MOROCCAN ARTIST HASSAN HAJJAJ’S ONE-OF-A-KIND SHOREDITCH BOUTIQUE
Tucked away cosily just off Kingsland Road in London’s Shoreditch neighbourhood is Hassan Hajjaj’s gem of a boutique, Larache. Although initially my interactions were limited to a lovely lady named Ekram, who manages the store on weekends, I later got a chance to speak with Hassan, the man behind the magic. Born in Morocco, Hajjaj came to London when he was just a teenager, and has ever since dabbled in the world of fashion, tea rooms, restaurant collaborations, club promotions, and style, in addition to working as a photographer by day. He opened Larache around five years ago, with a clientele comprised of design professionals, graphic designers, and travellers; an eccentric and arty crowd, who instantly took to the rustic vibrant ambience and Hajjaj’s unique products.
Upon entering Larache, you find yourself in a celebratory melange of colour and pattern, brought to life by the bounteous assortment of goods on display, and enhanced by a certain humbleness and warmth. For instance, there is a small sitting area cleverly designed using Coke cartons mounted with intricate Persian cushions, the patterns of which cleverly clash with the blazing urban graphic art on the saturated table tops inscribed with English and Arabic text. As well, something else that caught my eye was a table whose legs were reformed with ornate metal teapots wielded together, and stacked on each other. However, the most striking piece would have to be the wooden rack installation with tiny compartments housing an array of cans, jars, and bottles, all beautifully collaged to give a feel of Marrakech. Apparently, as I was told, it is a replica of something else Hajjaj had made for a famous restaurant in Paris a few years back.
The boutique is a smorgasbord of Oriental exotica and the urban Shoreditch aesthetic, full of innovative takes on rugs, sculptures, and numerous other oddities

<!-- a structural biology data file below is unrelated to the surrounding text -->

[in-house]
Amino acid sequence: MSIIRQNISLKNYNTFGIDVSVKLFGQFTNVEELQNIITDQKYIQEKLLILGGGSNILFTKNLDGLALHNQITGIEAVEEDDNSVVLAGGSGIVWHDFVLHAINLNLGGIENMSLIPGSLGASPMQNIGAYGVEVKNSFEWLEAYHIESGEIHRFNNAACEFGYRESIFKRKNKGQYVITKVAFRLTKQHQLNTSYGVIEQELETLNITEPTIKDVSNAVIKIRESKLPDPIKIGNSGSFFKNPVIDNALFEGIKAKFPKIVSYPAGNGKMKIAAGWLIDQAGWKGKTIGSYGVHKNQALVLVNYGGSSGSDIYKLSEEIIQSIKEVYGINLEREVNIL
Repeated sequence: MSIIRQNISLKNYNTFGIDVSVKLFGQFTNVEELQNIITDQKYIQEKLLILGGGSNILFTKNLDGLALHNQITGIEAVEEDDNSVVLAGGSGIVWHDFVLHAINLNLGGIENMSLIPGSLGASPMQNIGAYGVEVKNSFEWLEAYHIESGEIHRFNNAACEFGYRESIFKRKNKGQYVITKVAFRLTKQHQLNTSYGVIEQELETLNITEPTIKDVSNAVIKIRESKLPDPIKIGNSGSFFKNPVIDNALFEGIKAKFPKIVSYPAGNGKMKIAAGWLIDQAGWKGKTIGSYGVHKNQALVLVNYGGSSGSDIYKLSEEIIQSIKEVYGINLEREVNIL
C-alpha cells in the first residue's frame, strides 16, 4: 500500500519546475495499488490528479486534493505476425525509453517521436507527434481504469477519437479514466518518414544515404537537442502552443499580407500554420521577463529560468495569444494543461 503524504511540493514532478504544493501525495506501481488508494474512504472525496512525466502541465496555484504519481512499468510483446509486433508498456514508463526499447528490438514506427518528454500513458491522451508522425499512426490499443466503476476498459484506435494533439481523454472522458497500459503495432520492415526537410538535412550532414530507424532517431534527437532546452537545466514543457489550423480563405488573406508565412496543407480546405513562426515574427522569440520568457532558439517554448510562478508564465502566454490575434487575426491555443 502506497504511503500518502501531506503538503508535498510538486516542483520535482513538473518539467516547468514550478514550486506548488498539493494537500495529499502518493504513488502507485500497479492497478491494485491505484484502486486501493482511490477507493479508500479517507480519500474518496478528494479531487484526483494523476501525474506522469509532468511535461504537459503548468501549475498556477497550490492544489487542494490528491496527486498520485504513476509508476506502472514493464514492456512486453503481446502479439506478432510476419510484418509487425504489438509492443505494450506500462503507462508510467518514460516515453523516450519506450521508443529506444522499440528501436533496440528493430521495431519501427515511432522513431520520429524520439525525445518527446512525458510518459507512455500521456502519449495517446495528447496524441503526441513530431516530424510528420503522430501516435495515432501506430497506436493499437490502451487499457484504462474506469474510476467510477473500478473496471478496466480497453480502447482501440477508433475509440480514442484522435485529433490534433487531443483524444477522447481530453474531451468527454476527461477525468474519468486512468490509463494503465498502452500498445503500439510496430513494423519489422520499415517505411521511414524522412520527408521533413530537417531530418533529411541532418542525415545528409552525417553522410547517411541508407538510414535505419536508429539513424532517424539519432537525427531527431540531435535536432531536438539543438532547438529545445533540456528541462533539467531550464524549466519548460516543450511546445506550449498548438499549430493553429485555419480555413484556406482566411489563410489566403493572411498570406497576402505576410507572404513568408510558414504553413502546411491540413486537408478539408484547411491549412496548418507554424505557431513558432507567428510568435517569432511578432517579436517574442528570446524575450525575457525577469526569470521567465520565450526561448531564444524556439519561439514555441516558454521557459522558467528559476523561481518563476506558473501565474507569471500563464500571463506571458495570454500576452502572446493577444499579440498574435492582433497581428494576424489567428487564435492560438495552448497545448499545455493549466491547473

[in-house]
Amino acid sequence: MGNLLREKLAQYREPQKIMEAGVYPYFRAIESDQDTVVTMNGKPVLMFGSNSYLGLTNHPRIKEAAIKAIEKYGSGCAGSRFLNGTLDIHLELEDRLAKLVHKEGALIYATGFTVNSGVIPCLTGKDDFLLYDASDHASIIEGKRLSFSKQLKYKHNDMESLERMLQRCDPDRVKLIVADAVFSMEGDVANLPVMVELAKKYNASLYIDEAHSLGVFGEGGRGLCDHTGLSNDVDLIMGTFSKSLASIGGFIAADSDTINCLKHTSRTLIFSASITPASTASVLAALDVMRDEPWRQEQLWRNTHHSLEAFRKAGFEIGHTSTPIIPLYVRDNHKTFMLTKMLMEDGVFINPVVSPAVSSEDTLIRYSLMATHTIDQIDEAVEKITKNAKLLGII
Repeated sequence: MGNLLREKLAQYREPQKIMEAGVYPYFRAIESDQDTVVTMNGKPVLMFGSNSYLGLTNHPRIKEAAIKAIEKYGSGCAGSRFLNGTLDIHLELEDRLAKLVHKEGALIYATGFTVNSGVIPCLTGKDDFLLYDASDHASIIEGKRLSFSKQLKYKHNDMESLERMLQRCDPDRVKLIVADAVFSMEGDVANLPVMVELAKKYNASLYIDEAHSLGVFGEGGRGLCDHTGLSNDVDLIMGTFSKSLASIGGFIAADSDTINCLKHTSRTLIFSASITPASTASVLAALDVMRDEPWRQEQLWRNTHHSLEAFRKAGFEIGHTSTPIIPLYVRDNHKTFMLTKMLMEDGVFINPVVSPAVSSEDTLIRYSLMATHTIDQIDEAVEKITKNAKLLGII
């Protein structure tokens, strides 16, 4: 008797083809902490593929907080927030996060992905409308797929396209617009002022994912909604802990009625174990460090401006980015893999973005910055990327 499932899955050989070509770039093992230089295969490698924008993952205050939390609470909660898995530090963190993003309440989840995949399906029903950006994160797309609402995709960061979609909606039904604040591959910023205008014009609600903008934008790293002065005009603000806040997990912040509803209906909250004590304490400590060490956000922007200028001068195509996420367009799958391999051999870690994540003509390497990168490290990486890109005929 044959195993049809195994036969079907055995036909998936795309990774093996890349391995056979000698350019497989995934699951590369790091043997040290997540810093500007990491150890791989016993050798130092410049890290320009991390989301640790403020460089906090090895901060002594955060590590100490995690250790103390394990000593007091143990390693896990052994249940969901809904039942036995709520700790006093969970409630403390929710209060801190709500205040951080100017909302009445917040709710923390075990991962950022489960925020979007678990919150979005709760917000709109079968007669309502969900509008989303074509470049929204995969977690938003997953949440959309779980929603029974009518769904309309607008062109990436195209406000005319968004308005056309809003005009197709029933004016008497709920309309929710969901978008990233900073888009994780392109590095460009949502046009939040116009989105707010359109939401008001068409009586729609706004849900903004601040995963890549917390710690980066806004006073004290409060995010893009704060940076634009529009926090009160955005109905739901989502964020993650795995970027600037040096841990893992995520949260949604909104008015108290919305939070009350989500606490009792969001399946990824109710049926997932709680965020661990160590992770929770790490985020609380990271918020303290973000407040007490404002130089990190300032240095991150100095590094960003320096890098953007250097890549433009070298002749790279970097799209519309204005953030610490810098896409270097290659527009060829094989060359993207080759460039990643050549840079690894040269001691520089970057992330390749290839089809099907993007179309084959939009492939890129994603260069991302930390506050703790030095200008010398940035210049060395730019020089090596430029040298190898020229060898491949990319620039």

Altogether, the boutique is a smorgasbord of Oriental exotica and the urban Shoreditch aesthetic, full of innovative takes on rugs, sculptures, decorations, table tops, bags, and numerous other oddities. As Hajjaj explained, the boutique represents a montage of his childhood in Morocco, inspired by the food, culture, and traditions of North Africa, blended with the eccentricity of East London – an amalgam brought to life in every corner of the shop.
At Larache, each piece seems as if to be yearning to tell a story. I could almost imagine Hajjaj sitting in his workshop thinking of ideas, sketching them out, making a few phone calls to sort out materials, and later travelling to Morocco to work with artisans in their workshops. Having worked with different craftsmen and artisans for over fifteen years, Hajjaj manufactures the bulk of his products in Morocco – something I find especially fascinating, as in doing so, he is making a cultural contribution to his homeland.
It’s shops like Larache that are so important in today’s fashion eco-system, as they represent artists catering to the eclectic tastes of stylish Londoners, but who also support many local craftsmen and livelihoods in the process. I, personally, would always find a table in someone’s living room with a story behind it much more fascinating than an impeccably varnished piece ordered from a catalogue – a quintessentially Shoreditch point of view, I dare say.
And I’m proud of that.
Nikhil Sharma is a London-based menswear designer who runs the fashion blog Porcelain Paper Rockets
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